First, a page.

Todd Beamer is an American Hero. On September 11th 2001, he, along with other passengers on United Flight 93, was able to deflect a second planned terrorist attack on Washington, DC. They lost their lives doing so.
Todd is unique in that his last moments were recorded during his conversation with Lisa Jefferson, a random, but now historic, GTE mobile carrier operator who took his call. Before Todd was an American Hero, he was merely a father, a brother, a husband, a son: So said his father, David Beamer, when I caught up with him in late August this year. Thirty-two year old Todd was a wonderful person to all who knew him, but did he show any early signs of heroism? My call to his father was to find the answers to this, and other questions. Who was Todd Beamer, what was he like as a child, and under what circumstances and conditions did he grow up?
I was understandably flustered when I placed the call. That Mr. Beamer had agreed to chat didn’t make it any easier. Here I was, about to speak to the father of a man who had sacrificed his life to save so many people. Sensing my nerves (maybe from my babbling), Mr. Beamer immediately took control and made me comfortable,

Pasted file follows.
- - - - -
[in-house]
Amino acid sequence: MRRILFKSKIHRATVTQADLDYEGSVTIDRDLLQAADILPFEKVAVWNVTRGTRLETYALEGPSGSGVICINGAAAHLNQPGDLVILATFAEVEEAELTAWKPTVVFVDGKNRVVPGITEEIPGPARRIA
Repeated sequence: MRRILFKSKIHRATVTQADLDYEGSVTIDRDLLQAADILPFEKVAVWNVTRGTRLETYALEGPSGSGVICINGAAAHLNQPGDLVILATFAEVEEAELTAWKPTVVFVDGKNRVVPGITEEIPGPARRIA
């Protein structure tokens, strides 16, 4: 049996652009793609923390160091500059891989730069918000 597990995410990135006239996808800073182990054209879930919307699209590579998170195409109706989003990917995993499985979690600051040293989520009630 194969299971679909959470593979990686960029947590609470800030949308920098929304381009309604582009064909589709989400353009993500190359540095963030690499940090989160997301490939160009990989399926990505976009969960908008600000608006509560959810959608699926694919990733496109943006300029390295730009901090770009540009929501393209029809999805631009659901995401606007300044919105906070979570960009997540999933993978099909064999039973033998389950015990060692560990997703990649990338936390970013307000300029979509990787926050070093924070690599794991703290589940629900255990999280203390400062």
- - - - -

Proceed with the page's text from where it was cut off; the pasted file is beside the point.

“Let me talk for a while”, he said. “You just listen, and if after a while you have questions from your notes, I’ll be glad to address them”. Relieved, I settled down to hear Todd’s story.
Todd had a normal mid-west childhood and was a “blessed” child in Wheaton, Illinois. His father was a successful, hardworking executive able to provide private school education for most of Todd’s school career. His mother was a stay at home mom. A middle child, bookmarked by two sisters, the young Beamer was an avid sportsman, a great team player and a good student. According to David Beamer, Todd was a “laid-back guy with a calm demeanor, but he was a competitor”. He was a leader who didn’t like losing, and he would likely strategize with his team to avoid failure at all cost. Todd played soccer, basketball and baseball, the latter through college. David Beamer considers his coaches excellent influences for Todd.
Todd grew up with both parents — his dad, and mom, Peggy; married for almost 50 years, they were part of, and still are, a faith-filled family. Coming from generations of active Christians, Todd was himself a Sunday School teacher at his church in New Jersey. They like to laugh (and it’s one of the things they still miss) and spend family time together. His parents encouraged Christian principles and a strong value system.
Mr. Beamer believes it is Todd’s teachers, coaches, mentors, Youth Pastors, and other community role models who reinforced what he was being taught at home, and contributed to the person Todd turned out to be. Self-responsibility and consequences were emphasized.